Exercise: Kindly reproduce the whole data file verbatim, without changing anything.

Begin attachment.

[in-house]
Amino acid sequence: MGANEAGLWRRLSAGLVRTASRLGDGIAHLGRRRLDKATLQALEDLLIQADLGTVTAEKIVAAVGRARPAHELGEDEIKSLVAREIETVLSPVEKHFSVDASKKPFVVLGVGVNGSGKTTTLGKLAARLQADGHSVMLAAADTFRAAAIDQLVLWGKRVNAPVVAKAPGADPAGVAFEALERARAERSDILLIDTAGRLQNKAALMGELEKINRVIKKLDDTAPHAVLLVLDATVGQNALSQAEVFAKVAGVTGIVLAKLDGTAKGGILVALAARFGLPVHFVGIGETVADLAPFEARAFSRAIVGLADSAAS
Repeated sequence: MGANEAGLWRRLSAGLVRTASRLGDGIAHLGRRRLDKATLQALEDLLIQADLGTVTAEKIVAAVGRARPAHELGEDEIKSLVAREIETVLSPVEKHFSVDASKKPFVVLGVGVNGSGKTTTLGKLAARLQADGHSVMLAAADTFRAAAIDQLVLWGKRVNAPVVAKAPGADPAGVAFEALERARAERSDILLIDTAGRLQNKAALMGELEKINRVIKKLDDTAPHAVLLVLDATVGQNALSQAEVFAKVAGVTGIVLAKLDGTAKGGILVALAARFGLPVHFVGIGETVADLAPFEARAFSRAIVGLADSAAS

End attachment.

[in-house]
Amino acid sequence: MGANEAGLWRRLSAGLVRTASRLGDGIAHLGRRRLDKATLQALEDLLIQADLGTVTAEKIVAAVGRARPAHELGEDEIKSLVAREIETVLSPVEKHFSVDASKKPFVVLGVGVNGSGKTTTLGKLAARLQADGHSVMLAAADTFRAAAIDQLVLWGKRVNAPVVAKAPGADPAGVAFEALERARAERSDILLIDTAGRLQNKAALMGELEKINRVIKKLDDTAPHAVLLVLDATVGQNALSQAEVFAKVAGVTGIVLAKLDGTAKGGILVALAARFGLPVHFVGIGETVADLAPFEARAFSRAIVGLADSAAS
Repeated sequence: MGANEAGLWRRLSAGLVRTASRLGDGIAHLGRRRLDKATLQALEDLLIQADLGTVTAEKIVAAVGRARPAHELGEDEIKSLVAREIETVLSPVEKHFSVDASKKPFVVLGVGVNGSGKTTTLGKLAARLQADGHSVMLAAADTFRAAAIDQLVLWGKRVNAPVVAKAPGADPAGVAFEALERARAERSDILLIDTAGRLQNKAALMGELEKINRVIKKLDDTAPHAVLLVLDATVGQNALSQAEVFAKVAGVTGIVLAKLDGTAKGGILVALAARFGLPVHFVGIGETVADLAPFEARAFSRAIVGLADSAAS